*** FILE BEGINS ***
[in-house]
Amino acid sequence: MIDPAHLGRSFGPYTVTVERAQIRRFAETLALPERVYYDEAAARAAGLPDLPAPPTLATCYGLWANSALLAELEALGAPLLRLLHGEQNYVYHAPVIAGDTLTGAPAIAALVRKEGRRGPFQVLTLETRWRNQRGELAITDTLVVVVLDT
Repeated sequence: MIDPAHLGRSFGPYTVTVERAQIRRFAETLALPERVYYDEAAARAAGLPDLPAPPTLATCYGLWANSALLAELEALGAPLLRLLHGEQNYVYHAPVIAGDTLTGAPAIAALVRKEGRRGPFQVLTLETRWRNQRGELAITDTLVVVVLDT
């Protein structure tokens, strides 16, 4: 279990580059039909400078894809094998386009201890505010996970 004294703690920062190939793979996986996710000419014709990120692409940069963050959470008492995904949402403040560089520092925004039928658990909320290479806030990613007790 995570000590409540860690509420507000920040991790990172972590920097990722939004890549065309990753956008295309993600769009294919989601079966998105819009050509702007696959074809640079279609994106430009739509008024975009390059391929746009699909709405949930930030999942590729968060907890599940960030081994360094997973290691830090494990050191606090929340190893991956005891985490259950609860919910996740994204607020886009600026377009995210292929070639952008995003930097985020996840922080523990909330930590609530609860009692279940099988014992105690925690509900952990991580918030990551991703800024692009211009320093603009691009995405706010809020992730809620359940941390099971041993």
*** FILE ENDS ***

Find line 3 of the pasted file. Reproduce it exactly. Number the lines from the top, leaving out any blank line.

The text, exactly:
Repeated sequence: MIDPAHLGRSFGPYTVTVERAQIRRFAETLALPERVYYDEAAARAAGLPDLPAPPTLATCYGLWANSALLAELEALGAPLLRLLHGEQNYVYHAPVIAGDTLTGAPAIAALVRKEGRRGPFQVLTLETRWRNQRGELAITDTLVVVVLDT